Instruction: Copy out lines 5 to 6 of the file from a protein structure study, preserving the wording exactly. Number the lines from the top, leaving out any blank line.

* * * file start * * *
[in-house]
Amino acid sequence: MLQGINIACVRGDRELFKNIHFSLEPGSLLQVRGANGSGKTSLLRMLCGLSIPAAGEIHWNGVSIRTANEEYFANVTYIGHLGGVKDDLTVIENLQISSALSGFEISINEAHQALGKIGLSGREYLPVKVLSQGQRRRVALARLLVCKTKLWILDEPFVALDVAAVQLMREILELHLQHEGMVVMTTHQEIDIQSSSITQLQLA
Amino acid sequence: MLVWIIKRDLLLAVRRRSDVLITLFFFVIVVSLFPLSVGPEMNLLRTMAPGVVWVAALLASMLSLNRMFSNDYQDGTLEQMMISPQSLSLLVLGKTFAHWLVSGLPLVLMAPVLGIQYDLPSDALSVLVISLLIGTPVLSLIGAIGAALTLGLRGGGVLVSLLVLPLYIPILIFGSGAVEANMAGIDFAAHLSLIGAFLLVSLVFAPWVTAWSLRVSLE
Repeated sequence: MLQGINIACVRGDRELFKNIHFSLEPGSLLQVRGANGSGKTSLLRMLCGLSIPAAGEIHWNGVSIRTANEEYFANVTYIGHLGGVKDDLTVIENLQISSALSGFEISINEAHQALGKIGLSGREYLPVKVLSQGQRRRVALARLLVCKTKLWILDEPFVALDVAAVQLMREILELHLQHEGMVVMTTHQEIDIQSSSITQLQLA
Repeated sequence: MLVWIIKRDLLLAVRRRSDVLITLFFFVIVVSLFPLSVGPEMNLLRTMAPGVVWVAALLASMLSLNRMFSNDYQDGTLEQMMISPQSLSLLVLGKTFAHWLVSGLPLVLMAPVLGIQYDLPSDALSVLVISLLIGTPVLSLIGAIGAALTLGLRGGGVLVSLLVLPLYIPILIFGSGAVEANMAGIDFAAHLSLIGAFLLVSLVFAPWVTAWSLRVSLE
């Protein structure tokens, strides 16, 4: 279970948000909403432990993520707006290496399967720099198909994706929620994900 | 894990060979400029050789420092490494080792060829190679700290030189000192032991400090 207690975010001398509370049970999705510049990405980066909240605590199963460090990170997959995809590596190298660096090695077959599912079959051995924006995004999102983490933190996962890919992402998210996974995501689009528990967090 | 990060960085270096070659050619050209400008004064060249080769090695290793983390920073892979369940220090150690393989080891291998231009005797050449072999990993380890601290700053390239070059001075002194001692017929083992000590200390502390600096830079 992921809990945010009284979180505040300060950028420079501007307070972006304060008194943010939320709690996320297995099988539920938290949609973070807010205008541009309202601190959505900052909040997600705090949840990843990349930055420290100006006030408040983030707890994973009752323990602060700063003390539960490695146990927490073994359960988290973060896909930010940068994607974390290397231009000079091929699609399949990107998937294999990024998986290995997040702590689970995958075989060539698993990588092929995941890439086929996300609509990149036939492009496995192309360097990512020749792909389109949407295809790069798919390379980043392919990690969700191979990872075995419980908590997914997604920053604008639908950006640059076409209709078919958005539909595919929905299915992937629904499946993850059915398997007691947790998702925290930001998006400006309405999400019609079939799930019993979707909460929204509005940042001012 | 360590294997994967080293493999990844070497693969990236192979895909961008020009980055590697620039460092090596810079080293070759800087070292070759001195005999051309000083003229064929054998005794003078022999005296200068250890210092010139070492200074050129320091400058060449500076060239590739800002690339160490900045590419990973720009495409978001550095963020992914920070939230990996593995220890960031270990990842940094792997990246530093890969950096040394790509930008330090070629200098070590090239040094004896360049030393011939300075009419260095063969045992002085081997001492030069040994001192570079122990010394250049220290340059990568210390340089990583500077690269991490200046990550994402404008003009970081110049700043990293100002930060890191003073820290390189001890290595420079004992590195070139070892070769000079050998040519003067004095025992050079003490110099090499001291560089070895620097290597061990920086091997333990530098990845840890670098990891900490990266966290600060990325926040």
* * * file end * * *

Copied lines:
Repeated sequence: MLVWIIKRDLLLAVRRRSDVLITLFFFVIVVSLFPLSVGPEMNLLRTMAPGVVWVAALLASMLSLNRMFSNDYQDGTLEQMMISPQSLSLLVLGKTFAHWLVSGLPLVLMAPVLGIQYDLPSDALSVLVISLLIGTPVLSLIGAIGAALTLGLRGGGVLVSLLVLPLYIPILIFGSGAVEANMAGIDFAAHLSLIGAFLLVSLVFAPWVTAWSLRVSLE
């Protein structure tokens, strides 16, 4: 279970948000909403432990993520707006290496399967720099198909994706929620994900 | 894990060979400029050789420092490494080792060829190679700290030189000192032991400090 207690975010001398509370049970999705510049990405980066909240605590199963460090990170997959995809590596190298660096090695077959599912079959051995924006995004999102983490933190996962890919992402998210996974995501689009528990967090 | 990060960085270096070659050619050209400008004064060249080769090695290793983390920073892979369940220090150690393989080891291998231009005797050449072999990993380890601290700053390239070059001075002194001692017929083992000590200390502390600096830079 992921809990945010009284979180505040300060950028420079501007307070972006304060008194943010939320709690996320297995099988539920938290949609973070807010205008541009309202601190959505900052909040997600705090949840990843990349930055420290100006006030408040983030707890994973009752323990602060700063003390539960490695146990927490073994359960988290973060896909930010940068994607974390290397231009000079091929699609399949990107998937294999990024998986290995997040702590689970995958075989060539698993990588092929995941890439086929996300609509990149036939492009496995192309360097990512020749792909389109949407295809790069798919390379980043392919990690969700191979990872075995419980908590997914997604920053604008639908950006640059076409209709078919958005539909595919929905299915992937629904499946993850059915398997007691947790998702925290930001998006400006309405999400019609079939799930019993979707909460929204509005940042001012 | 360590294997994967080293493999990844070497693969990236192979895909961008020009980055590697620039460092090596810079080293070759800087070292070759001195005999051309000083003229064929054998005794003078022999005296200068250890210092010139070492200074050129320091400058060449500076060239590739800002690339160490900045590419990973720009495409978001550095963020992914920070939230990996593995220890960031270990990842940094792997990246530093890969950096040394790509930008330090070629200098070590090239040094004896360049030393011939300075009419260095063969045992002085081997001492030069040994001192570079122990010394250049220290340059990568210390340089990583500077690269991490200046990550994402404008003009970081110049700043990293100002930060890191003073820290390189001890290595420079004992590195070139070892070769000079050998040519003067004095025992050079003490110099090499001291560089070895620097290597061990920086091997333990530098990845840890670098990891900490990266966290600060990325926040």